9. Thank you for sharing your wonderful article. I, too, trained as a teacher after my divorce and worked in a school for seven years, and then went on to teach one to one, as well as teaching Creative Writing to adults for ten years. I finally stepped down last year – it was a huge decision, but given that I am working hard on my writing career, I needed more headspace. I am still teaching, though currently on furlough, but it has been hugely fulfilling and I’ve never regretted my decision to return to college and become a teacher.

    Liked by 2 people

  10. I am huge believer of Destiny. No matter how long or hard the route seems, you will end up in a place pre-decided for you. Thanks for sharing your story and reaffirming my belief! Cheers! 🙂

    Liked by 1 person

  11. I totally get this, Becky. My life has been the same. It started out with art and writing and after so many years finally came back to where I started in a whole new way. People like you and I – and probably many who read this blog – are truly fortunate to not have gotten caught up in some ‘career-track” that never changed. I think “twisty” becomes you/us!

    Liked by 1 person

  12. What a wonderful story of overcoming adversity! There was a lot of strength required to keep going in a direction that was better suited to you. I’m always impressed with women that do this. Teaching is the greatest vocation and should be held in higher esteem than it currently is in so many countries. Had college ever been an option for me, that was my end goal. So I teach in different ways. Without teachers, there would be no doctors, lawyers or even overpaid football players. One day, we will get it right.. I’ve downloaded the book on changing career paths. I’m sure I can learn something for that as well. Thanks for sharing your story and photos.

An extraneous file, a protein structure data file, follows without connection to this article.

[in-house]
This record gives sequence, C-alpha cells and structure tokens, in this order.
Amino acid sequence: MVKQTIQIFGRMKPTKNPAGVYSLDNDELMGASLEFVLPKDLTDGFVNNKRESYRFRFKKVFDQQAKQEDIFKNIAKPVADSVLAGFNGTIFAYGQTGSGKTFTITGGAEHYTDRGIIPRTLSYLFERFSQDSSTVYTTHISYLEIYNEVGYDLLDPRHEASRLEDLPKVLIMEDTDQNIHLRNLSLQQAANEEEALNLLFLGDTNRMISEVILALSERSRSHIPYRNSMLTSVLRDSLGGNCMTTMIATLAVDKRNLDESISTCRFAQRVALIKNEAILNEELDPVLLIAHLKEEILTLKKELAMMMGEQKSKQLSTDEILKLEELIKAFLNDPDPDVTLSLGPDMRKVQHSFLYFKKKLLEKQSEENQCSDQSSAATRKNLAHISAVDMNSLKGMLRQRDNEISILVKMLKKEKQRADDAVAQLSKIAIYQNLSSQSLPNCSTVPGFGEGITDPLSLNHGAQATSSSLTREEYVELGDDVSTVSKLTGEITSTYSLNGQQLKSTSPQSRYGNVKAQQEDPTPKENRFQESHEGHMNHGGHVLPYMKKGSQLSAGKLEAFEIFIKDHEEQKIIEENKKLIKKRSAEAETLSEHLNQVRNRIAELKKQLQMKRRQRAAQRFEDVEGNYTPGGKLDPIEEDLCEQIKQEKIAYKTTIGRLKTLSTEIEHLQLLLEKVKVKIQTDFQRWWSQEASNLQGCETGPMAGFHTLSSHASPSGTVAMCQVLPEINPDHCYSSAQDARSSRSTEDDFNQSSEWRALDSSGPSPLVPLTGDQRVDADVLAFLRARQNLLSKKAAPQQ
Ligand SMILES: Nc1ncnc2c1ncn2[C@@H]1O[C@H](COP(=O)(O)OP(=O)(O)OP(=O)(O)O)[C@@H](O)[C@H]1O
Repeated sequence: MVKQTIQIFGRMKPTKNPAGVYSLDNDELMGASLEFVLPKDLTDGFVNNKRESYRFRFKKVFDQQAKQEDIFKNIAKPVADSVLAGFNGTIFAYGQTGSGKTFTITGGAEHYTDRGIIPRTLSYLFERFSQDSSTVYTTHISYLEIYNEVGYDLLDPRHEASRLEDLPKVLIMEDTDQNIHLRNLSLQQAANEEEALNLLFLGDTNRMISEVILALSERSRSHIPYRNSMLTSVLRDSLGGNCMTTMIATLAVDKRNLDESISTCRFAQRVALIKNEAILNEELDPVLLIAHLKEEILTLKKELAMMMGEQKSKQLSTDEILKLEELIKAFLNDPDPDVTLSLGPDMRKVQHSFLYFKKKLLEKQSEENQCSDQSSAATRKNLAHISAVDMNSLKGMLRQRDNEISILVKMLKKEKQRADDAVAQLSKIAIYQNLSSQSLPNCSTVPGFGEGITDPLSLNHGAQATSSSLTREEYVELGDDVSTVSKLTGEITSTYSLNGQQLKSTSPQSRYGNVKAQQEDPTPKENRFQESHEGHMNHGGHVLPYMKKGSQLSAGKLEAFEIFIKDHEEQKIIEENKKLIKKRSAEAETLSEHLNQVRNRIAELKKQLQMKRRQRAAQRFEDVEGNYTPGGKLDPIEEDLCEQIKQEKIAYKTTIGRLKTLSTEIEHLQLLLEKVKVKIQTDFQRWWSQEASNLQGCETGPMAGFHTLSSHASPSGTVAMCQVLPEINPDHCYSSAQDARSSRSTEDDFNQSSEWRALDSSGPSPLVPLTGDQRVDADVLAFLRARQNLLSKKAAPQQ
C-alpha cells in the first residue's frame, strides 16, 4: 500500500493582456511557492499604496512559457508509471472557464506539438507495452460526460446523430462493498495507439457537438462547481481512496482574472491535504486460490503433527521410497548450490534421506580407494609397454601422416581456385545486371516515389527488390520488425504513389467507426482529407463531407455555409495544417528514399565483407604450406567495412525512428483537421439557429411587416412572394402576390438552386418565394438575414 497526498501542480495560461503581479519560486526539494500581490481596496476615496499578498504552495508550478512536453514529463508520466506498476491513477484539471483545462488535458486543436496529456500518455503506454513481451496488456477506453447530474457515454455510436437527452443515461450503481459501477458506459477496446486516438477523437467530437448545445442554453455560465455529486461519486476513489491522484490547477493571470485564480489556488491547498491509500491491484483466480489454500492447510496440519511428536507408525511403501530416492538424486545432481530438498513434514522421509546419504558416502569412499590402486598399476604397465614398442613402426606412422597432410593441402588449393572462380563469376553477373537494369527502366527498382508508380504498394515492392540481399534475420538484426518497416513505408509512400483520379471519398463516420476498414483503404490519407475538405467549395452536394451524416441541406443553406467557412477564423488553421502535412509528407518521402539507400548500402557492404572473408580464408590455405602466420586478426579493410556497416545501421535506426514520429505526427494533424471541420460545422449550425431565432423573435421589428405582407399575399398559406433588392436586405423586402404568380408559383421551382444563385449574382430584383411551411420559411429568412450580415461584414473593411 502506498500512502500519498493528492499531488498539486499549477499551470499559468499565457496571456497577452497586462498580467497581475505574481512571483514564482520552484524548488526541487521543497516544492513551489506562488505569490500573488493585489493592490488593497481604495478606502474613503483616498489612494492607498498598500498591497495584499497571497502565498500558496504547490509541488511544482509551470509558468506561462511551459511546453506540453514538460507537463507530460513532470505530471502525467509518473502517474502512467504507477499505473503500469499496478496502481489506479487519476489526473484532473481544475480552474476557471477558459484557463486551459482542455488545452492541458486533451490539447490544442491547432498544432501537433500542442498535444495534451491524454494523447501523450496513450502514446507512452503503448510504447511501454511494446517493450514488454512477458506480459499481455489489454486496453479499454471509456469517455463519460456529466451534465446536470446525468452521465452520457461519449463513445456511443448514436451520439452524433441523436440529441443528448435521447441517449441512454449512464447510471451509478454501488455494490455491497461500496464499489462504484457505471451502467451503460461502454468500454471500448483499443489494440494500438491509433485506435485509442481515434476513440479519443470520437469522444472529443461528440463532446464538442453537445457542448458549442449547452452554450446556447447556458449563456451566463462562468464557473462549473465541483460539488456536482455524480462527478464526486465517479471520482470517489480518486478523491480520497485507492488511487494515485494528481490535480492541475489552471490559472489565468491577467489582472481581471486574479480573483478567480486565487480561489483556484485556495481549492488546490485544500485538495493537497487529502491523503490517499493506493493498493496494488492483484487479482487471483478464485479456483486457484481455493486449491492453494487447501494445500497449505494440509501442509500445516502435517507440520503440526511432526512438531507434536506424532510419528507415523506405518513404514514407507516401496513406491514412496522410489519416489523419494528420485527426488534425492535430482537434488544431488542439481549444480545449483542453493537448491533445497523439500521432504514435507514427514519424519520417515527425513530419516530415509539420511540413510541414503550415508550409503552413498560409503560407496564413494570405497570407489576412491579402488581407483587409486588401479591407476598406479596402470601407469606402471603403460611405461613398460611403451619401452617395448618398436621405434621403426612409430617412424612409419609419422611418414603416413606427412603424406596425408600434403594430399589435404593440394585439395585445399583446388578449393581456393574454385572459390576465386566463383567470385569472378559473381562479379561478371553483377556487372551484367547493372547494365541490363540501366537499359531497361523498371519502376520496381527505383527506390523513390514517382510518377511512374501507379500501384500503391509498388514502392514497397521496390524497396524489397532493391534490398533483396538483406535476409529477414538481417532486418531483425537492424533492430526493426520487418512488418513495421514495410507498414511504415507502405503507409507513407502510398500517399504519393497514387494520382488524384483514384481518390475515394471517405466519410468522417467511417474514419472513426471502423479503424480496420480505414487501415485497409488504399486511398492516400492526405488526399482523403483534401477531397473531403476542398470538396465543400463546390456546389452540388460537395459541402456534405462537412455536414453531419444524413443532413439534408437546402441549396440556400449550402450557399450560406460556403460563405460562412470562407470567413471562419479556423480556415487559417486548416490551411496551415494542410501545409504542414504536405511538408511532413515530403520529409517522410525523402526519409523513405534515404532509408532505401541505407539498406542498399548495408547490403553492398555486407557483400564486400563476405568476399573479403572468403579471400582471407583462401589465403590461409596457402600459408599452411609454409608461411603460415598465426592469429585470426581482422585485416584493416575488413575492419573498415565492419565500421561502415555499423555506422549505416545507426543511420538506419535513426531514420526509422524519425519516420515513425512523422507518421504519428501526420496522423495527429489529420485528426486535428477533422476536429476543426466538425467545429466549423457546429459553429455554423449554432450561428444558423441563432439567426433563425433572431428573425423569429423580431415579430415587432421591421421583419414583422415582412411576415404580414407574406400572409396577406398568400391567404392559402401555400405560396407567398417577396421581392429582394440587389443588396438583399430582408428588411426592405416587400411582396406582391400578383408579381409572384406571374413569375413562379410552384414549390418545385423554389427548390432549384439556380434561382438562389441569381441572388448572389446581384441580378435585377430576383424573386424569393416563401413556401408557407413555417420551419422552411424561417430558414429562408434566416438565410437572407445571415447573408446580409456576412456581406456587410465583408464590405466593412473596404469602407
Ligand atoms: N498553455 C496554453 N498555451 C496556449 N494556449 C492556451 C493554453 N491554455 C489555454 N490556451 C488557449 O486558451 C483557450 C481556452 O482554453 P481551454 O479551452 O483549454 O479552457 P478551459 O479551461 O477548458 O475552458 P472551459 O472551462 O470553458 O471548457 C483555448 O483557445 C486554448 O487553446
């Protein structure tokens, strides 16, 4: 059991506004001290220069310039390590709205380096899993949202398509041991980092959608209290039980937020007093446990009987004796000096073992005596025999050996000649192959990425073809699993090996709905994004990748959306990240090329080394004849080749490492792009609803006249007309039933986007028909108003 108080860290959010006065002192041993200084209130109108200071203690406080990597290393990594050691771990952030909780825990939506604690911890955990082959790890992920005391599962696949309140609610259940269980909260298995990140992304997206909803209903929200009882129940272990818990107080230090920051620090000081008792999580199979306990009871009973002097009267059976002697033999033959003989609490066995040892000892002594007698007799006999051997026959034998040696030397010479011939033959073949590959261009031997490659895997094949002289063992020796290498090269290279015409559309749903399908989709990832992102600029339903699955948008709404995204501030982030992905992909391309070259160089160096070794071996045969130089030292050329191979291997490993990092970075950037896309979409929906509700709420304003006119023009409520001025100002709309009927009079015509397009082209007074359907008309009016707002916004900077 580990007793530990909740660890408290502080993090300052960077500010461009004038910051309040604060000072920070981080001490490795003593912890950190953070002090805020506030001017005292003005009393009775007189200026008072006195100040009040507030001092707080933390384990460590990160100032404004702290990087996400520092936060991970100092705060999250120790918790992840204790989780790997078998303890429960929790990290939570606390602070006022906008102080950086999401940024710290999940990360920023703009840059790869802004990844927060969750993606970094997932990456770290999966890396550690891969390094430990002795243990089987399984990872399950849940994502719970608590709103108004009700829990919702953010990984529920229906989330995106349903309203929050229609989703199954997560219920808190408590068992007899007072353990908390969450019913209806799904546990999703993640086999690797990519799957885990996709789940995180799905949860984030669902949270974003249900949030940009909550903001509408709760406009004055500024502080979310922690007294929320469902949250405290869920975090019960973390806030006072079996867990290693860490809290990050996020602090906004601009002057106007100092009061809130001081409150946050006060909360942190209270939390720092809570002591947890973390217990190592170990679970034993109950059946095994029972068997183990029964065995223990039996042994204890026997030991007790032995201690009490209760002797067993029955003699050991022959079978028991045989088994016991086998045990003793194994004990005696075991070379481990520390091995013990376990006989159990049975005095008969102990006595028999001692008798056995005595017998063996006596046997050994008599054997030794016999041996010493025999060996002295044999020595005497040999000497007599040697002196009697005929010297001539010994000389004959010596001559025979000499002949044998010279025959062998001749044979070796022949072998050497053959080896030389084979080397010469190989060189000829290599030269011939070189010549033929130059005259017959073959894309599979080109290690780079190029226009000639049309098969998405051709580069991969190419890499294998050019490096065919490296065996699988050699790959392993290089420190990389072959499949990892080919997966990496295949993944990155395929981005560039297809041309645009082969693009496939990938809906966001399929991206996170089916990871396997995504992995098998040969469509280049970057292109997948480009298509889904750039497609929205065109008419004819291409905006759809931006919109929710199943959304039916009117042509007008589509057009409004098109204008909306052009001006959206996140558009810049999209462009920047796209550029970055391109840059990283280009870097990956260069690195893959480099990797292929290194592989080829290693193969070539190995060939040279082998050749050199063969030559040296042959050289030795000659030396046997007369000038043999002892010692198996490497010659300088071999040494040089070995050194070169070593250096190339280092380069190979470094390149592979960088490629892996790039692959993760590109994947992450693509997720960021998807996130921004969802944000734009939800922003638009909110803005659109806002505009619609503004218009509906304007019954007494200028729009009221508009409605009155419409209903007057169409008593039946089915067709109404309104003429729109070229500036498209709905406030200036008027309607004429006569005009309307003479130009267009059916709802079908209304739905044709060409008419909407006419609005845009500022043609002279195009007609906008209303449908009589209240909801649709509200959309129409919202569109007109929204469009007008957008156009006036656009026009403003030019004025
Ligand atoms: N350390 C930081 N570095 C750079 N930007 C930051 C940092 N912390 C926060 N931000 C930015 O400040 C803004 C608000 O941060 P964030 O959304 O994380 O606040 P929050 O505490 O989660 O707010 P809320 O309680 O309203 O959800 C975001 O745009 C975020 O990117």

Liked by 1 person

  13. Becky, I love this! I so appreciate how you honored your calling and went for it. That takes a lot of courage, especially in light of your divorce and two kids. I’m touched, and also inspired. <3. Thank you for sharing.

    How are you with all that's going on? (I've been off and on my blog and I'm sorry that I haven't been around to visit as much.).

    Know that I'm sending you many blessings.

    Liked by 1 person

Leave a Reply

Fill in your details below or click an icon to log in: Logo

You are commenting using your account. Log Out /  Change )

Facebook photo

You are commenting using your Facebook account. Log Out /  Change )

Connecting to %s